Ancient Addiction: A Review of Allie Burton’s “Tut’s Trumpet”

Posted: August 20, 2015 in Book Review, Young Adult
Tags: , , ,

Goodreads.com Description: “Her grandfather kidnapped.
An ancient instrument of death in her hands.
A warrior from the past determined to stop her.

When sixteen-year-old Aria York loses her parents, she thinks nothing worse can happen. But then her grandfather is kidnapped by a mysterious Egyptian sect and she is being hunted by two competing tribes. Both want King Tut’s trumpet of war and will lie and steal to obtain the legendary instrument.

When Aria plays the magical trumpet she forgets her grief. Instead, she feels triumph and greed and anger flow through her veins, and chaos erupts in San Francisco. She wants nothing more than to rescue her grandfather, but finds herself trusting a tortured warrior who insists she hand over the trumpet or risk enveloping the world in war.

Aria wants to believe him, but knows there’s something even bigger at stake. As each precious hour passes, she’s forced to ask: Is she playing the trumpet or is the trumpet playing her?”

About the Author

Allie didn’t realize having so many jobs would become great research material for the stories she writes. She has been everything from a fitting room attendant to a bike police officer to a professional mascot escort. She has lived on three continents and in four states and has studied art, fashion design, marine biology, and advertising.

When her kids asked, “when are you going to write a story we can read?” she switched from adult novels to Young Adult and Middle Grade and hasn’t looked back.

Allie is a member of the Society of Children’s Book Writers & Illustrators, Romance Writers of America including the Young Adult, Dallas Area Romance Writers and Heart of the Rockies chapters. She is also a member of Rocky Mountain Fiction Writers. Currently, she lives in Colorado with her husband and two children.

Find Allie on line at:

www.twitter.com/Allie_Burton
www.Facebook.com/AllieBurtonAuthor
www.wattpad.com/AllieBurton
www.pinterest.com/aburton1269
instagram.com/allieburtonauthor

After reading the first book in the Soul Warriors series, I thought each book was a standalone. Man, I was wrong!

 If you haven’t read Soul Slam, stop and read it first! You’ll need it to understand Tut’s Trumpet.

My Review

I received a free copy from the author in exchange for an honest review.

I really liked Allie Burton’s Tut’s Trumpet! My two favorite things about the book? Her continued reference to Egyptian mythology and the characters she’s created.

My favorite character is Aria York. I imagined her as the dorky kid in high school. She was a musician who embraced her art two hundred percent. It was her strength. Music allowed her to hide from the world. Burton sprinkles musical references throughout this book–brilliant! Aria’s persona develops right along with the story. By the end of the tale we’re left with a strong character we want to read more about. Her love interest, Falcon, wasn’t the clueless kid like Xander (Soul Slam–if you want more info, you’ve got to read the book). He’s strong–physically, mentally and emotionally. He only shows his weakness towards the end of the story.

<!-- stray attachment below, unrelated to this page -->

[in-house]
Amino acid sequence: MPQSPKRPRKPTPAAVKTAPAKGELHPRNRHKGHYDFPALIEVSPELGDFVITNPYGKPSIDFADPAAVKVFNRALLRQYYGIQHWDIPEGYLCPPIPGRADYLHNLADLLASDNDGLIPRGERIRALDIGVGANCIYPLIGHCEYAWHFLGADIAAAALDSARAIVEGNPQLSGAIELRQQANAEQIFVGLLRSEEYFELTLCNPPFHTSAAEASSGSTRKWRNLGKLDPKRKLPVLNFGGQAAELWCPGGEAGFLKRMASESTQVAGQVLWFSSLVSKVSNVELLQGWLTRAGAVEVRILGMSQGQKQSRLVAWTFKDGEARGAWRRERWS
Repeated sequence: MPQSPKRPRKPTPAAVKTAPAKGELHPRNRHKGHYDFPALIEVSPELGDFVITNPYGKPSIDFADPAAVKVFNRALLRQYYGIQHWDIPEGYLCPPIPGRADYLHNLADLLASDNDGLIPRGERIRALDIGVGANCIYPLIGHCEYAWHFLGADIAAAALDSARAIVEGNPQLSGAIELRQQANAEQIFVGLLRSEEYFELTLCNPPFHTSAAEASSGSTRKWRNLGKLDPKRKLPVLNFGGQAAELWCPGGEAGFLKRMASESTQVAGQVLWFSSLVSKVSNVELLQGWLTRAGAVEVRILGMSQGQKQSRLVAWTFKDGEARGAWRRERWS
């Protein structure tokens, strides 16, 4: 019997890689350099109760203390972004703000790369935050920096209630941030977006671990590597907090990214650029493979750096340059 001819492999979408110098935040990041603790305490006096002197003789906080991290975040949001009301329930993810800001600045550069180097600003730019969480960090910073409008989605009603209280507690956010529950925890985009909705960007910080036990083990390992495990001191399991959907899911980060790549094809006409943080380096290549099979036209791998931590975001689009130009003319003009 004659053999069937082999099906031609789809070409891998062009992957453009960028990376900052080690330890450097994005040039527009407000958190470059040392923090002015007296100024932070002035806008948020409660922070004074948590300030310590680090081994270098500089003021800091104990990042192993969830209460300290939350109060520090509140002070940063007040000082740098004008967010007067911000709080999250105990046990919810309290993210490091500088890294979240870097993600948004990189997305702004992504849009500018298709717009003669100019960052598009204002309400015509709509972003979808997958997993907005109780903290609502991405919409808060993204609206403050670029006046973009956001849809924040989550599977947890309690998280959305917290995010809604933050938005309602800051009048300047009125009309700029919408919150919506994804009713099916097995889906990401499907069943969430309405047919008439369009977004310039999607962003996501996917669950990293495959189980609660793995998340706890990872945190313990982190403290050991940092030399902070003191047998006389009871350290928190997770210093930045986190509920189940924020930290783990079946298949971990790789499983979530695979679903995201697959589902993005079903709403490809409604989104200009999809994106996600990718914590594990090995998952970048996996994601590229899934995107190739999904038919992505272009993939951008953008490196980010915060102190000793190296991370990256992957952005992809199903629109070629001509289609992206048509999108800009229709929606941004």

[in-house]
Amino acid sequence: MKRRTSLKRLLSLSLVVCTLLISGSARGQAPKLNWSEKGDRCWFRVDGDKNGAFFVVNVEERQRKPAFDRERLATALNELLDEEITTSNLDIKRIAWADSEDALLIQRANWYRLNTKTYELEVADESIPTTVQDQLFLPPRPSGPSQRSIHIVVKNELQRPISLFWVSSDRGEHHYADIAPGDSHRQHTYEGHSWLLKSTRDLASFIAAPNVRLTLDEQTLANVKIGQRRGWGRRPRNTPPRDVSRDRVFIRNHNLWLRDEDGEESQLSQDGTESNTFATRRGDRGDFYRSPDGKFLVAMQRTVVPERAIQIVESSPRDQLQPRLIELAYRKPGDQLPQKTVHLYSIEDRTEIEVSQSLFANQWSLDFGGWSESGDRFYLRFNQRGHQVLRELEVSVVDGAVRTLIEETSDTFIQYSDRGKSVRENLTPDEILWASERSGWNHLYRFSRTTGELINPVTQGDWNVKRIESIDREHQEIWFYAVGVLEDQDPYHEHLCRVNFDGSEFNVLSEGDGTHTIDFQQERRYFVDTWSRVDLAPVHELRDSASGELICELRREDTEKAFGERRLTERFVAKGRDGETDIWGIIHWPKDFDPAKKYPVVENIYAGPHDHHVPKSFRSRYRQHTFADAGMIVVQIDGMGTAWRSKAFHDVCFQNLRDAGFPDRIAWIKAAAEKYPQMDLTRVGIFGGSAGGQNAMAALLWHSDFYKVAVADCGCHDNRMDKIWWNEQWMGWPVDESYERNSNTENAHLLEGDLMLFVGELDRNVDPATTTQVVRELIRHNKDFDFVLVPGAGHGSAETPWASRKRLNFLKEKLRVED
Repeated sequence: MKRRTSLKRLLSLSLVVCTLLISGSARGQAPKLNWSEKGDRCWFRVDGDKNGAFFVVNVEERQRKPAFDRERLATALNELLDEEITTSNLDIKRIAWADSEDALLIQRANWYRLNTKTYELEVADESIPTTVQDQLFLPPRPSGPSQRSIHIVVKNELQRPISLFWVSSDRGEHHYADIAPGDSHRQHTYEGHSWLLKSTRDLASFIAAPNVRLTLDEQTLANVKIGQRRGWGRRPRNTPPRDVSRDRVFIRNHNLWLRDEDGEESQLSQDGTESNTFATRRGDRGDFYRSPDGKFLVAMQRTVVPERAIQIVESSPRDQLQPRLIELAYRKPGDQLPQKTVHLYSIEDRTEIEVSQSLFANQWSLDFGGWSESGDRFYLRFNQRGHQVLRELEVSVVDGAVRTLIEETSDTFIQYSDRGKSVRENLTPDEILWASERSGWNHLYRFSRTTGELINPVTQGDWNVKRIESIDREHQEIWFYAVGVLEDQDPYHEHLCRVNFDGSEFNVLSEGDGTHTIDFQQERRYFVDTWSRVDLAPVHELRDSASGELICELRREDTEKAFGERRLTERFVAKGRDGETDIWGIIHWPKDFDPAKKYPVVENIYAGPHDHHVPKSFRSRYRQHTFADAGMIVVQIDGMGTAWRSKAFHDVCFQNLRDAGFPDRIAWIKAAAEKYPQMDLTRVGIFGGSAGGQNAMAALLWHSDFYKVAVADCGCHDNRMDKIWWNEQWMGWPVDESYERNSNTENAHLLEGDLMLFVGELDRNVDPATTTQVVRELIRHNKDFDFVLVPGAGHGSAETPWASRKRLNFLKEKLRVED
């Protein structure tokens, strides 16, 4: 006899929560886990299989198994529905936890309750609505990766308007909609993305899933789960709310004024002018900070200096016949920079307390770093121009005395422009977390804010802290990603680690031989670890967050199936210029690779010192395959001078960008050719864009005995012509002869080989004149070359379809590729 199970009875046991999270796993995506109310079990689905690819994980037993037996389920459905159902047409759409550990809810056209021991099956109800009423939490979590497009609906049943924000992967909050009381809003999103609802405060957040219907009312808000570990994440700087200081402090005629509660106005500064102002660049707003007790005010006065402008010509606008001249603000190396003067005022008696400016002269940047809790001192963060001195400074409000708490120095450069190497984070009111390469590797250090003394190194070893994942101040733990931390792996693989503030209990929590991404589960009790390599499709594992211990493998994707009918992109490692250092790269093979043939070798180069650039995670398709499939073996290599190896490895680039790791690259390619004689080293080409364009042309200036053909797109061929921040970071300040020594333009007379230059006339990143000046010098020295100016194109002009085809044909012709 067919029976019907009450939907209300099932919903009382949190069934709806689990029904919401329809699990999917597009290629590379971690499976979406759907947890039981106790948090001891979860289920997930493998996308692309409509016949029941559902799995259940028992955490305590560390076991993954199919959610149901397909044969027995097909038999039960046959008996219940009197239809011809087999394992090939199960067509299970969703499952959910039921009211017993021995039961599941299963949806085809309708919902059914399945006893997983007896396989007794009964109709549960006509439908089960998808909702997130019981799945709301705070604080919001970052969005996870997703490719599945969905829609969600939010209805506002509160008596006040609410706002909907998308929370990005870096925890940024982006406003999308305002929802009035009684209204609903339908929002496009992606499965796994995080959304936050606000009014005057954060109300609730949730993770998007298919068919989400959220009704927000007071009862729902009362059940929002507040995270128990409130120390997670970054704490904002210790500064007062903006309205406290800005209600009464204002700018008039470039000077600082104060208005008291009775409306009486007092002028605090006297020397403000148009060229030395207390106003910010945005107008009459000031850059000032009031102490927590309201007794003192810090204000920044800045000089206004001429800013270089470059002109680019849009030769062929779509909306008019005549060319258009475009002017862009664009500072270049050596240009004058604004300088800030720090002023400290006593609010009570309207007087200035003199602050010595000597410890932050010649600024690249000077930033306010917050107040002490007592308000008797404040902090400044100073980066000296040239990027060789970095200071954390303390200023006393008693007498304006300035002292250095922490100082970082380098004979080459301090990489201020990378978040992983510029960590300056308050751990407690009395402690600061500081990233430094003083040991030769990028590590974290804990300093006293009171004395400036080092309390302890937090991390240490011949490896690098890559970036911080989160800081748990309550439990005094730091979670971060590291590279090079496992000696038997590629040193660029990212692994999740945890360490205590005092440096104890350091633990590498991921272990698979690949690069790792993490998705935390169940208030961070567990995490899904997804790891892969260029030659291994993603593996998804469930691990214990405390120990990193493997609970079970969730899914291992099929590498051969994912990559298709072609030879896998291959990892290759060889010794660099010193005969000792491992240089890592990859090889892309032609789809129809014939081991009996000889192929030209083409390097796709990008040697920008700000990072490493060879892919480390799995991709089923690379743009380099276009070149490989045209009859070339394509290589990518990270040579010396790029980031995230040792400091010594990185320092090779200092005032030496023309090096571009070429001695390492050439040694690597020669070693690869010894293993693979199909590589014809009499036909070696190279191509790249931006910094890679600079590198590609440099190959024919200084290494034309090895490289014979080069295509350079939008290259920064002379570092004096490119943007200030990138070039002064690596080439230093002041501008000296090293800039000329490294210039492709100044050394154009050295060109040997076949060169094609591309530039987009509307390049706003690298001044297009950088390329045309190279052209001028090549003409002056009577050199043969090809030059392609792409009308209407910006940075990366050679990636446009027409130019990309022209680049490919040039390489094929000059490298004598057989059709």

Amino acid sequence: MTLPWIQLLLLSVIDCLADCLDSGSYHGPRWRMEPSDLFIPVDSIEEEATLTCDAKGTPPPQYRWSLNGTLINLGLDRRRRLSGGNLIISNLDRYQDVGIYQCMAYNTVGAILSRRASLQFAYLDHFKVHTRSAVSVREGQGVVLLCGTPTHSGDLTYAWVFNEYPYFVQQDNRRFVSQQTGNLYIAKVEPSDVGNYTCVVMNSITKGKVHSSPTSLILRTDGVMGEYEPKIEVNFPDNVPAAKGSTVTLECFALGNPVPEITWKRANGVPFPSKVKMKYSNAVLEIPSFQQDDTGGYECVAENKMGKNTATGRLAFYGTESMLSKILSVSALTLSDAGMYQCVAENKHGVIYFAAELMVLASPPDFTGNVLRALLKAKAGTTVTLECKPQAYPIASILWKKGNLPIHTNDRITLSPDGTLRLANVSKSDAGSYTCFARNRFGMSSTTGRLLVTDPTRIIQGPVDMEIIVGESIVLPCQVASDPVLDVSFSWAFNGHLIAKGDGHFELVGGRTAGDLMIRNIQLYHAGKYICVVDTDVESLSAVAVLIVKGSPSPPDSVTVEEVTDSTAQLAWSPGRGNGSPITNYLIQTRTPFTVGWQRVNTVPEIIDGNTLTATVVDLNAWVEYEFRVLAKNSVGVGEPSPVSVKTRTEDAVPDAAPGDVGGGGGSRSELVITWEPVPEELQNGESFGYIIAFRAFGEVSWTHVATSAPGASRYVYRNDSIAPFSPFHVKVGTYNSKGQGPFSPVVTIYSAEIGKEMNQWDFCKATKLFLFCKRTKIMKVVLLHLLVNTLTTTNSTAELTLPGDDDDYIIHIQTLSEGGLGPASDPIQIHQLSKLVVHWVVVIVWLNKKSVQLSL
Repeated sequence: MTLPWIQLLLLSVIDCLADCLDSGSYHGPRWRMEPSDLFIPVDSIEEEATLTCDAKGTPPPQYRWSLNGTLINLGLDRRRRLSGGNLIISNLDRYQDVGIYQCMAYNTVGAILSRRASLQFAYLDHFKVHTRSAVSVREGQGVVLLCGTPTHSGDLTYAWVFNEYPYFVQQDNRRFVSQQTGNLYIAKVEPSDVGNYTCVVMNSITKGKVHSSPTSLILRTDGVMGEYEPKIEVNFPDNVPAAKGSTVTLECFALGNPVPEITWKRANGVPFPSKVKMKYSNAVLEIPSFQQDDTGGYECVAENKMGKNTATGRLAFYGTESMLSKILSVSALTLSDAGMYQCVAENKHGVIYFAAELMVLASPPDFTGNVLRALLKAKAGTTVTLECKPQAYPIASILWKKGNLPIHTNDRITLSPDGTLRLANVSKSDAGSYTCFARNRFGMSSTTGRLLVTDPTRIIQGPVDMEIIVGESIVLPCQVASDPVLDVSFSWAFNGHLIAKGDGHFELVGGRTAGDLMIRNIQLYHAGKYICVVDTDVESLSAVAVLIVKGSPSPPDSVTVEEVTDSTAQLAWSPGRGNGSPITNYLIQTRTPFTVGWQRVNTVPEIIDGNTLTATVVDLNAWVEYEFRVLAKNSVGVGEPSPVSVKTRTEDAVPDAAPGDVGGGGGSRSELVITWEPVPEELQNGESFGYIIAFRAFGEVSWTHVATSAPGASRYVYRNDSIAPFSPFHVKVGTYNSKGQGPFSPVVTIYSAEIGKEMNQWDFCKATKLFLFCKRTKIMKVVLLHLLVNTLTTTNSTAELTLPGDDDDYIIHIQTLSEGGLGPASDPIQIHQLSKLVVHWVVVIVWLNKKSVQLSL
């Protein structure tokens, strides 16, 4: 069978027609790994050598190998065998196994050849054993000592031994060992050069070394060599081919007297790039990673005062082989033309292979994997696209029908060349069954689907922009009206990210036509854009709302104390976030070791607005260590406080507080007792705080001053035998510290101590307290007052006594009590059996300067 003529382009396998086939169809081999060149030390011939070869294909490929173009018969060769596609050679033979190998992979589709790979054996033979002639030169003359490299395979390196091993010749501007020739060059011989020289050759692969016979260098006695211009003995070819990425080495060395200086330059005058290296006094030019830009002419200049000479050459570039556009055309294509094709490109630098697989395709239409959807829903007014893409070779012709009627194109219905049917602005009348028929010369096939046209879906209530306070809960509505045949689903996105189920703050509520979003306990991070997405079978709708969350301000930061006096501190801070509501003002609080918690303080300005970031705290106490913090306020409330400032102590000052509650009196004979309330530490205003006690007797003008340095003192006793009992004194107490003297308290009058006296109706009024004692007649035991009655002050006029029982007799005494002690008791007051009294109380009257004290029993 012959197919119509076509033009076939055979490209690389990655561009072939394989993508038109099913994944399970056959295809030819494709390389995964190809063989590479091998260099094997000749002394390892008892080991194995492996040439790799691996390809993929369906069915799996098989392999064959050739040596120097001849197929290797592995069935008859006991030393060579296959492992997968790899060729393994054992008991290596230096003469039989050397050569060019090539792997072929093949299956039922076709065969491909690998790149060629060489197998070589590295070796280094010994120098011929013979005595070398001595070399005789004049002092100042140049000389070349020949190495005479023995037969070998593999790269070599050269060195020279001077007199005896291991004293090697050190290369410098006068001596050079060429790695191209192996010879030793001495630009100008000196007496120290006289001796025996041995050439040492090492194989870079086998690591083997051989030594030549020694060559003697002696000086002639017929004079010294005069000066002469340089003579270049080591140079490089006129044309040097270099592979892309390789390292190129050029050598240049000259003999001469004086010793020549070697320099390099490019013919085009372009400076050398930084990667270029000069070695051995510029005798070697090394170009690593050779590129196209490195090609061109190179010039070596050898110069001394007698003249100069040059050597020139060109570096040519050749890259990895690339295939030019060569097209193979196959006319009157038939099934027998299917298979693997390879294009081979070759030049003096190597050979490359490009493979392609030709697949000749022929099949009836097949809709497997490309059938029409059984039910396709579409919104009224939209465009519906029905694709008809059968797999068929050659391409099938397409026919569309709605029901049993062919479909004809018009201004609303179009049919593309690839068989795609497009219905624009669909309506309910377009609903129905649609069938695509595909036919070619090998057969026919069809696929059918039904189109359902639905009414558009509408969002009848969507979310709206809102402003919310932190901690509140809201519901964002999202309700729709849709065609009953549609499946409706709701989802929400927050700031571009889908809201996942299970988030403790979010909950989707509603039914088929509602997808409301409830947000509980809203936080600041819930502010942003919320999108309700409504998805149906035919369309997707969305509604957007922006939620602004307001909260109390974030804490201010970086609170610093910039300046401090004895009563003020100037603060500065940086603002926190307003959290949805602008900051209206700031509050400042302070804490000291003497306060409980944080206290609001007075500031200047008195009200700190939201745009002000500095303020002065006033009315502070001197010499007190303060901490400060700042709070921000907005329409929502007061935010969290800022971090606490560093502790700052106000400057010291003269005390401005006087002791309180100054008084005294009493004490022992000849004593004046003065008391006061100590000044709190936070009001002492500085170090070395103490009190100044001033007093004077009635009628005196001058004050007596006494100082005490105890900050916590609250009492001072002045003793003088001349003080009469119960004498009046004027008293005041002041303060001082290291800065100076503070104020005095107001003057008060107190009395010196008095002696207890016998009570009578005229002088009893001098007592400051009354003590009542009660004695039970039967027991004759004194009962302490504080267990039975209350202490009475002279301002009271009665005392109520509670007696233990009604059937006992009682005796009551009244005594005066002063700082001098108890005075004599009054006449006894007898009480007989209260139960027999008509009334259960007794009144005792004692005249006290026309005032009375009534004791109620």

Burton brings back villains from Book One–Jeb and the Society of Aten goons–and adds a new one, the Magical Order of Crucis. Once again, its an obsession with power that causes villains to do the stupid things they do. Tut’s Trumpet has bad guys who will gladly dance with evil in order to accomplish their goals.

I was happy to see Xander and Olivia make a reappearance. They have gotten wiser and are completely in charge of the Soul Warriors. Remember the shabti and their transformation? I won’t give anything away. I’ll just say they play a big role in Tut’s Trumpet.

As I said earlier, Burton references Egyptian mythology in this book. Most books that mention mythology usually stick to Roman and Greek. It is refreshing to read another culture’s mythology. (Yes, to diversity!) Egyptian mythology just happens to be my favorite. Tut’s Trumpet mentions the god Horus and Howard Carter’s discovery of many artifacts (1922). There’s a brief note about the history at the end of the book.

Although the plot is the usual ‘hero on a quest’ story, Burton has put some unique spins on the idea. You won’t be bored reading it.

I found Burton’s book to be creative with well-developed characters who explore the realms of good vs evil and love vs hate. I highly recommend it to everyone.

Rating: 5 hands up5 hands up5 hands up5 hands up

(5 Hands=Excellent; 4 Hands=Pretty Good; 3 Hands=Good)

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